Paul Blart: Mall Cop and Observe and Report; White House Down and Olympus has fallen; Antz and A Bug’s life; my personal favorite, Christine (2016) and Kate plays Christine. Movies released almost back-to-back, and are either very similar or literally about the same thing; the discussion in such instances has always been centered around which movie “won” and if the “looser” was unfairly treated, or (in the case of Antz) one company “copying” the other and trying to steal their thunder. The latest one – although admittedly less solid than the previous examples – is Emerald Fennell’s Promising Young Woman (PYW) and J Blakeson’s I care a lot (ICAL). While story and characters are pretty much separate, as a fan of both movies, I saw some obvious similarities between the two, however both movies had a distinct take on them, which is what I want to examine in this article; this will include visuals, audio, and specific story beats/themes, and lots of spoilers!
I want to start with audio and specifically the music style chosen for both projects; ICAL’s choice is the easiest to explain, so I’ll start with that. Basically, it’s a synth soundtrack; it works fine for the movie, and it has some great moments when the visuals also allude to 80s nostalgia. However, it is remarkably off-topic when it comes to the rest of the movie; Marla is a “modern” woman with a vape thingy, happily gay, and there isn’t anything else in particular about the movie that necessitates an 80s nostalgia, besides the occasional colorful gym attire and flip phone cameo. Comparing that to PYW’s musical choices, it is also a fairly lazy and safe choice. PYW is trashy-pop (which isn’t a criticism by the way) and I freaking loved every time the movie called attention to its score; from the chilling rendition of Toxic from Anthony Willis to Charlie XCX, and even an actual hit of nostalgia with freaking “Stars are blind” from Paris Hilton, this is trash-pop heaven and I love it. They work extraordinarily well with the movie’s candy-girl vibes, but in particular they work as a way to creep you out (seriously Toxic is painfully good) and lure you into the mind (and mental state) of Cassie.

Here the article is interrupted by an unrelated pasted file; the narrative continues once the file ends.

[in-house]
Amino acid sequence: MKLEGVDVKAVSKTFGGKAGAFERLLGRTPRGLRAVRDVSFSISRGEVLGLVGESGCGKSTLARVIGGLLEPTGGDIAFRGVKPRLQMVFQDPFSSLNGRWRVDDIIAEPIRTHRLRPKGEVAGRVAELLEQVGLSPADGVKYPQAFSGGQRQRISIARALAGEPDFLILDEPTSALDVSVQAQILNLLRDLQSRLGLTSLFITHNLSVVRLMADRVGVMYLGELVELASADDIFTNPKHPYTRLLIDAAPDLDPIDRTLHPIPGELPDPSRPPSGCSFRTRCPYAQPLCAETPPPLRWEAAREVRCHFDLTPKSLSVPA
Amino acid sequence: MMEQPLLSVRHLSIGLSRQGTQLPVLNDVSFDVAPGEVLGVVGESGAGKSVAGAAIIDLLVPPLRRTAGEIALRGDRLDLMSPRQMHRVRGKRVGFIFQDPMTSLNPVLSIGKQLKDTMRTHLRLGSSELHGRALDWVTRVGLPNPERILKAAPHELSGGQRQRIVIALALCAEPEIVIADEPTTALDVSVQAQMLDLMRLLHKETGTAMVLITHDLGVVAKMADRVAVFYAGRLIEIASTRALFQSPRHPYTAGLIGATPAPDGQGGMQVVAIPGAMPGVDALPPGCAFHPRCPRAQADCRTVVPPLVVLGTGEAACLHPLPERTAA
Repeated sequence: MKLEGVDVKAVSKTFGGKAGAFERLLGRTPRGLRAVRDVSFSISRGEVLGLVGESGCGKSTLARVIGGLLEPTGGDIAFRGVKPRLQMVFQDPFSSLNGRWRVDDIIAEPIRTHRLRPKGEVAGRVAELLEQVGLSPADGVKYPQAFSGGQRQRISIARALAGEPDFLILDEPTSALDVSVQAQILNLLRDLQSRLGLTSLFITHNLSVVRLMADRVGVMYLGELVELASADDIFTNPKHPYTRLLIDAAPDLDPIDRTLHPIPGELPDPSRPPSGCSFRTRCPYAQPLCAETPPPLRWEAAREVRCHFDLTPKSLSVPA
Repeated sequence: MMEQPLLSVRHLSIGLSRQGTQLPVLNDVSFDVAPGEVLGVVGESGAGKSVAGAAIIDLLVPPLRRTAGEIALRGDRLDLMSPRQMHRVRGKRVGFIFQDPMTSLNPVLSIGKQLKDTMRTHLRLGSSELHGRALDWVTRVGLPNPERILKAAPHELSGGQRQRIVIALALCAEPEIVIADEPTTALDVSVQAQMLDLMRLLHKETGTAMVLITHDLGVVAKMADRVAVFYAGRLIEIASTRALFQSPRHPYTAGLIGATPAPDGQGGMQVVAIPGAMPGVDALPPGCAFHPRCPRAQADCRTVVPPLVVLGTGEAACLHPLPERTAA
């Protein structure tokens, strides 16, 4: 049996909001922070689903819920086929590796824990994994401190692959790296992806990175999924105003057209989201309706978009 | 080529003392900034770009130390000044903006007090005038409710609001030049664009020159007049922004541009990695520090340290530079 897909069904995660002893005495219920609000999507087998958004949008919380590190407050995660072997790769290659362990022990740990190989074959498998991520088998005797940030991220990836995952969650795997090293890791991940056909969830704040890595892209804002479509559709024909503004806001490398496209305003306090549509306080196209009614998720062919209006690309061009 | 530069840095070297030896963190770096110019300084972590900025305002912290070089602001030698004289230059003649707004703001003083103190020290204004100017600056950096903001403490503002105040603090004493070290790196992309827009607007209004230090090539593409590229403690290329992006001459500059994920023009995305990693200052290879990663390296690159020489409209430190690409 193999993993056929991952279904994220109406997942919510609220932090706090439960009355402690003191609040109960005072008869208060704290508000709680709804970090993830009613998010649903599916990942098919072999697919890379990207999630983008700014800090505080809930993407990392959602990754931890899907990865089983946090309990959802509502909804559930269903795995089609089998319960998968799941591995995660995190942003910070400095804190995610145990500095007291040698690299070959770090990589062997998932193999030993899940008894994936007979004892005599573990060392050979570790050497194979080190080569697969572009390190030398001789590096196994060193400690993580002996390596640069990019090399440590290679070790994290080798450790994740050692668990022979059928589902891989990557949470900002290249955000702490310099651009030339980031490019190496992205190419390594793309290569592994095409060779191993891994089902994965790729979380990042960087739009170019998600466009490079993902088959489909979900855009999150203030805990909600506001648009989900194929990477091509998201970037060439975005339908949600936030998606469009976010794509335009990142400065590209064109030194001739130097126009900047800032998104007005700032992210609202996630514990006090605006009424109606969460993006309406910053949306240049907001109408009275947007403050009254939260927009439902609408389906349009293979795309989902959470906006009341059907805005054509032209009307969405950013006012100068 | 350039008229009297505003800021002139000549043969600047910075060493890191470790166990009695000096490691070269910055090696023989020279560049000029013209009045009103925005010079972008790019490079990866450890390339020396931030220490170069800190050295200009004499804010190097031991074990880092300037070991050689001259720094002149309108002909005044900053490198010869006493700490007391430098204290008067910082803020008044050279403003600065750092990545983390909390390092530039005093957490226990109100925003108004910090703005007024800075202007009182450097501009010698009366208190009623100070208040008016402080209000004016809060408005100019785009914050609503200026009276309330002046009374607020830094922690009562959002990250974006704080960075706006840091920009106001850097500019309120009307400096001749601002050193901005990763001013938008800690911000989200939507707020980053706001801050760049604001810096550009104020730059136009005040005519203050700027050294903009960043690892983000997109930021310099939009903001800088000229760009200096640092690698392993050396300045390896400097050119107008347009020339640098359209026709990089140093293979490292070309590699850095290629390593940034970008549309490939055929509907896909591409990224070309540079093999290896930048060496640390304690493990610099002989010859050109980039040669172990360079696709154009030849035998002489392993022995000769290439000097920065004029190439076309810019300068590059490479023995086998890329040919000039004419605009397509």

The obvious similarity between the two movies has to be the visual style that emphasizes color and a playful attitude, over any other stylization. PYW’s style, as I said in the audio section, is trash-pop and visually that translates to candy-girl style of rainbows and strong primary colors; that fits with Cassie’s vibe, but I noticed something as I was watching the movie for the second time. Day time scenes don’t just look washed out – especially day time in Cassie’s house – they look unnatural in a way that is painful, which makes night scenes almost a refuge from that oversaturation of daylight; to me, that is an extension of Cassie’s broken psyche preferring to hide in the night lights and make up, over dealing with her parents, her stagnating life, and unresolved trauma while the sun is out. That is probably me reading too much into stuff, but I still love that the visual style of PYW is more than just a “weird and different” take on what we’ve come to expect from similar movies. ICAL, similarly, can be easily described and criticized for the 80s nostalgia aspects, but I feel like that is leading with a misstep when covering a successful marathon; it’s obviously something worth mentioning and it is a highlight, but most of it works brilliantly. A potent highlight for me is how Marla is “designed” and how her style tells us all we need to know about her as a person. She is meticulously clean and efficient in her outfit and presentation; her hair is inch perfect, her make up is set up to highlight her best features, her suits show a stylish yet efficient businesswoman. All you need to know about her cunning, scheming, and fallaciously caring personality is understood by the contrast of her persona in public places or in front of the judge, and in her private moments. Speaking of which, the moments she has with Fran (her lover and business partner) are an interesting contrast to that image; she will often tie her hair back, vape more often, be openly ambitious and ruthless, dress more casually, and be more herself, rather than smiling all the time and being “perfect”. Neither of these examples are extra-ordinary, but they also don’t need to be because of how well they work within both movies and in relation to the characters respectively.